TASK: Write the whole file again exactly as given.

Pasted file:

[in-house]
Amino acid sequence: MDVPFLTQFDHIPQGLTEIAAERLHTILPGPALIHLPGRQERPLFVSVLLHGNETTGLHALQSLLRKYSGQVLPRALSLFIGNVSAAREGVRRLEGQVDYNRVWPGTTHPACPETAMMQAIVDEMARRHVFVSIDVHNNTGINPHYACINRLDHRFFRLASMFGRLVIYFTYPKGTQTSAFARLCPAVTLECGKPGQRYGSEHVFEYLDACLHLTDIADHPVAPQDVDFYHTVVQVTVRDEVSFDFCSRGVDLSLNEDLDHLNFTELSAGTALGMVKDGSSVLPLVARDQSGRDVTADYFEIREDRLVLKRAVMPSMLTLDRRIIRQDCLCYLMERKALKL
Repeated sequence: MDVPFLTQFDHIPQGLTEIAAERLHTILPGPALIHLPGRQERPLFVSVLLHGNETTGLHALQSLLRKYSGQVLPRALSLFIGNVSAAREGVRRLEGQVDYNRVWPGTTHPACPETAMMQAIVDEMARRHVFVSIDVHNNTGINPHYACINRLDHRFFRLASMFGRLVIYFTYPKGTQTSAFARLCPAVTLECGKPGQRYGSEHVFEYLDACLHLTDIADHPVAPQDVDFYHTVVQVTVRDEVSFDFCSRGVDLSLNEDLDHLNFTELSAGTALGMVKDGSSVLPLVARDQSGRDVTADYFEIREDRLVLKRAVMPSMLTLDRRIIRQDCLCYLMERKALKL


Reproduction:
[in-house]
Amino acid sequence: MDVPFLTQFDHIPQGLTEIAAERLHTILPGPALIHLPGRQERPLFVSVLLHGNETTGLHALQSLLRKYSGQVLPRALSLFIGNVSAAREGVRRLEGQVDYNRVWPGTTHPACPETAMMQAIVDEMARRHVFVSIDVHNNTGINPHYACINRLDHRFFRLASMFGRLVIYFTYPKGTQTSAFARLCPAVTLECGKPGQRYGSEHVFEYLDACLHLTDIADHPVAPQDVDFYHTVVQVTVRDEVSFDFCSRGVDLSLNEDLDHLNFTELSAGTALGMVKDGSSVLPLVARDQSGRDVTADYFEIREDRLVLKRAVMPSMLTLDRRIIRQDCLCYLMERKALKL
Repeated sequence: MDVPFLTQFDHIPQGLTEIAAERLHTILPGPALIHLPGRQERPLFVSVLLHGNETTGLHALQSLLRKYSGQVLPRALSLFIGNVSAAREGVRRLEGQVDYNRVWPGTTHPACPETAMMQAIVDEMARRHVFVSIDVHNNTGINPHYACINRLDHRFFRLASMFGRLVIYFTYPKGTQTSAFARLCPAVTLECGKPGQRYGSEHVFEYLDACLHLTDIADHPVAPQDVDFYHTVVQVTVRDEVSFDFCSRGVDLSLNEDLDHLNFTELSAGTALGMVKDGSSVLPLVARDQSGRDVTADYFEIREDRLVLKRAVMPSMLTLDRRIIRQDCLCYLMERKALKL